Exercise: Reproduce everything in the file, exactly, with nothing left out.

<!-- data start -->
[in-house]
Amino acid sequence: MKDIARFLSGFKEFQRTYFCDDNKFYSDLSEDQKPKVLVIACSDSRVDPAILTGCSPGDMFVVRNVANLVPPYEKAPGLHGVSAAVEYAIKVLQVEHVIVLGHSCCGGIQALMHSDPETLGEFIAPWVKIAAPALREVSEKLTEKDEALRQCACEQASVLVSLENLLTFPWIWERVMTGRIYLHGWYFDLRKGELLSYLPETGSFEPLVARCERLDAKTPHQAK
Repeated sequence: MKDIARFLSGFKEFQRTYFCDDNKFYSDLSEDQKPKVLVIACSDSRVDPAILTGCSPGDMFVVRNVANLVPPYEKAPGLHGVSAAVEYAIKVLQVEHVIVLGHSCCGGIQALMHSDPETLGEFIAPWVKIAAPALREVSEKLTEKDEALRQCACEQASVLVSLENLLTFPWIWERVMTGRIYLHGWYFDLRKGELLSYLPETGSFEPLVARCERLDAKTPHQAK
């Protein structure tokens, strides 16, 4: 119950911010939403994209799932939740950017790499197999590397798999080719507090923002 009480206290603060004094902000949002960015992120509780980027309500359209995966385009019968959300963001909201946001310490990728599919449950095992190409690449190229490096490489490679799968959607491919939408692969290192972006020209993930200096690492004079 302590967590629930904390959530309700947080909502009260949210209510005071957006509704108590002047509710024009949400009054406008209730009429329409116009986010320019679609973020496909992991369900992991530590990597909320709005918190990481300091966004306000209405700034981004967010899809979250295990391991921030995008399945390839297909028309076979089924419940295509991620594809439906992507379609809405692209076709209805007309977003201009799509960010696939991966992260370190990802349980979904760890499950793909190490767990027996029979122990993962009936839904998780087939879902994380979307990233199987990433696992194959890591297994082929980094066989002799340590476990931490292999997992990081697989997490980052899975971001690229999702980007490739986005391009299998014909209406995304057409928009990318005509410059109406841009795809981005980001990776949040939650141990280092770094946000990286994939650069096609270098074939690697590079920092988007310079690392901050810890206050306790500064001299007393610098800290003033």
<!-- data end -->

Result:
[in-house]
Amino acid sequence: MKDIARFLSGFKEFQRTYFCDDNKFYSDLSEDQKPKVLVIACSDSRVDPAILTGCSPGDMFVVRNVANLVPPYEKAPGLHGVSAAVEYAIKVLQVEHVIVLGHSCCGGIQALMHSDPETLGEFIAPWVKIAAPALREVSEKLTEKDEALRQCACEQASVLVSLENLLTFPWIWERVMTGRIYLHGWYFDLRKGELLSYLPETGSFEPLVARCERLDAKTPHQAK
Repeated sequence: MKDIARFLSGFKEFQRTYFCDDNKFYSDLSEDQKPKVLVIACSDSRVDPAILTGCSPGDMFVVRNVANLVPPYEKAPGLHGVSAAVEYAIKVLQVEHVIVLGHSCCGGIQALMHSDPETLGEFIAPWVKIAAPALREVSEKLTEKDEALRQCACEQASVLVSLENLLTFPWIWERVMTGRIYLHGWYFDLRKGELLSYLPETGSFEPLVARCERLDAKTPHQAK
């Protein structure tokens, strides 16, 4: 119950911010939403994209799932939740950017790499197999590397798999080719507090923002 009480206290603060004094902000949002960015992120509780980027309500359209995966385009019968959300963001909201946001310490990728599919449950095992190409690449190229490096490489490679799968959607491919939408692969290192972006020209993930200096690492004079 302590967590629930904390959530309700947080909502009260949210209510005071957006509704108590002047509710024009949400009054406008209730009429329409116009986010320019679609973020496909992991369900992991530590990597909320709005918190990481300091966004306000209405700034981004967010899809979250295990391991921030995008399945390839297909028309076979089924419940295509991620594809439906992507379609809405692209076709209805007309977003201009799509960010696939991966992260370190990802349980979904760890499950793909190490767990027996029979122990993962009936839904998780087939879902994380979307990233199987990433696992194959890591297994082929980094066989002799340590476990931490292999997992990081697989997490980052899975971001690229999702980007490739986005391009299998014909209406995304057409928009990318005509410059109406841009795809981005980001990776949040939650141990280092770094946000990286994939650069096609270098074939690697590079920092988007310079690392901050810890206050306790500064001299007393610098800290003033």